The Judicial Discipline and Disability Commission today issued its formal order dismissing an ethics case against Circuit Judge Wendell Griffen for an inability to complete the case in the time set out in rules.
By the Commission’s figuring, they had until June 30 to try a case that arose April 2017. There’s an 18-month time limit, but the Commission has said some requests for delays by Griffen extended it. A special counsel from Mississippi’s job complications left no options but dismissal.
The Commission recounts the staff recusals and other complications that extended this case and took pains to note that dismissal is “not intended” as a decision on the merits of the allegations against Griffen. He took part in a death penalty demonstration on a day he decided a case related to death penalty drugs. An investigative panel said this created an ill appearance, sufficient for sanction. Griffen said he wasn’t influenced by his beliefs in the decision and his ability to speak in that context was protected by the First Amendment on speech and religious grounds.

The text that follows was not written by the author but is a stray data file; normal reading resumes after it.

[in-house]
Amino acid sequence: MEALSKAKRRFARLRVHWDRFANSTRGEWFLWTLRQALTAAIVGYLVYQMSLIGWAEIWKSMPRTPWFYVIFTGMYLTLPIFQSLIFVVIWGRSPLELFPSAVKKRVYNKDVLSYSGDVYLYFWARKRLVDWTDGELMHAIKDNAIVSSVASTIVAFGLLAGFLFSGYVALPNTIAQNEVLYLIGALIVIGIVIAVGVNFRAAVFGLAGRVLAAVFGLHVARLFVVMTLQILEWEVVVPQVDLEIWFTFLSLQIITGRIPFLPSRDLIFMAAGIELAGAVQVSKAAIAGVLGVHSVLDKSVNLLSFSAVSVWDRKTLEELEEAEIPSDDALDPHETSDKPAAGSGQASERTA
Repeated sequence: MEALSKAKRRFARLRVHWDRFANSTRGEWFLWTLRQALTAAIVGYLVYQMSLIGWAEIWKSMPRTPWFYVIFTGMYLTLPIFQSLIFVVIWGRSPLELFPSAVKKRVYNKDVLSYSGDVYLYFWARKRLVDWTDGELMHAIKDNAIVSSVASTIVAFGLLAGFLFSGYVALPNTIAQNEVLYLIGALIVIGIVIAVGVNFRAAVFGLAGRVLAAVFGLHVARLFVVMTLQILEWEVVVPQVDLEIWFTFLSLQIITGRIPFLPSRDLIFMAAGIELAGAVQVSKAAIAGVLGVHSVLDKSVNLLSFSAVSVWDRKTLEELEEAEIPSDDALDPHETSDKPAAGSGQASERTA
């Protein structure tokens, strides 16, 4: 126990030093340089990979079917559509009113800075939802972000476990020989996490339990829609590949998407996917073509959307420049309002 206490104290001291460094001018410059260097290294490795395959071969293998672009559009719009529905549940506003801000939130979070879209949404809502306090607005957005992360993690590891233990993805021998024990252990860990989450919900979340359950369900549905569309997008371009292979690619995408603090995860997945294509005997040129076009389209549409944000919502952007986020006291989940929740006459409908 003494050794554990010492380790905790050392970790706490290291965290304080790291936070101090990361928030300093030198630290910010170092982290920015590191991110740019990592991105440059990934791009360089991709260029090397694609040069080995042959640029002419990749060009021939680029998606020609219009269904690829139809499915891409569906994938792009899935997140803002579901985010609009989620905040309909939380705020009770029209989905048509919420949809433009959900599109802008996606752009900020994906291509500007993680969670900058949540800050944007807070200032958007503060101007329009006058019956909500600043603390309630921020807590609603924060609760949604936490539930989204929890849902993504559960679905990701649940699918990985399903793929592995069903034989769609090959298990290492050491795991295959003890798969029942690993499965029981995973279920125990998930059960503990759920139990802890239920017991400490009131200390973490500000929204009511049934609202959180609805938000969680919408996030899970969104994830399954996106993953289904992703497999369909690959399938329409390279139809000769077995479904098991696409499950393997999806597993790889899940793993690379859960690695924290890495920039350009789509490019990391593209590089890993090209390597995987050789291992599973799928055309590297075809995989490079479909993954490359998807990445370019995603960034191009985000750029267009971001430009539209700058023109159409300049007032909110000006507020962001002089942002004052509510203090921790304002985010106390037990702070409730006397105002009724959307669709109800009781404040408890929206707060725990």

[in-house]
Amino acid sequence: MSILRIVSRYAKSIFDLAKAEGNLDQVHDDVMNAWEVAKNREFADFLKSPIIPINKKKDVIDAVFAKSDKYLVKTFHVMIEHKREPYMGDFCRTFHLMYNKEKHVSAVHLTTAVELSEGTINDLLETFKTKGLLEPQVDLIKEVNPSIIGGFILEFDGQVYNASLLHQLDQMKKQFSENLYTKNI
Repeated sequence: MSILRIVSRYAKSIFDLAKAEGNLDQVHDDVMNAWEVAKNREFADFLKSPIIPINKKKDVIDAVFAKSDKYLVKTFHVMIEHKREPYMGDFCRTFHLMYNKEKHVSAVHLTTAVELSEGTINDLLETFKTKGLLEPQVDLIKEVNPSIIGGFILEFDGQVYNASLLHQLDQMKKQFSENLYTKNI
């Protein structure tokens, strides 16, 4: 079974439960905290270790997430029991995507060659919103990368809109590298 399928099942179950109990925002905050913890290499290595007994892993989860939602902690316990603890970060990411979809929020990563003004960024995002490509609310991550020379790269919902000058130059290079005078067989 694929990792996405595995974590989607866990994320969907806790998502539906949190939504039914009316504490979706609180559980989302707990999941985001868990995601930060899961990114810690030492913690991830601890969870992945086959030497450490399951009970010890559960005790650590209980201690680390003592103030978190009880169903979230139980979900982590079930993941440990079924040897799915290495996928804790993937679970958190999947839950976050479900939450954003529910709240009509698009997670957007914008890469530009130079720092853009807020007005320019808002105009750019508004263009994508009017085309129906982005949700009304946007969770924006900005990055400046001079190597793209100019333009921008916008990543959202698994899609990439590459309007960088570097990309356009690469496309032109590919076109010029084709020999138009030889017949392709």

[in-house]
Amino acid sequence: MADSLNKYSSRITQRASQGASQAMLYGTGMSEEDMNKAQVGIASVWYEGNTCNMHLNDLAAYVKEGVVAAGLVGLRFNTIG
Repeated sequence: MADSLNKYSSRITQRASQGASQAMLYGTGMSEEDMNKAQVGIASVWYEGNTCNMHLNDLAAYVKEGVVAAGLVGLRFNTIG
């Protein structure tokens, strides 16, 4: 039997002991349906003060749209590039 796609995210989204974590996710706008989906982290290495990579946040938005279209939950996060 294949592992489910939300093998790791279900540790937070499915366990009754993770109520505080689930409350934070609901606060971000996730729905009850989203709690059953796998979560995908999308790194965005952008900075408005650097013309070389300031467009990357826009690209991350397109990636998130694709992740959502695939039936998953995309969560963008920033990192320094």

The Commission said a series of unprecedented events dictated the outcome. It suggested a review of rules and possible changes to avoid similar procedural problems in the future.
Ernest Dumas this week offered a sweeping interpretation of the problems with this case, beginning with apparent ex parte communications by partisan and politically-influenced members of the Arkansas Supreme Court.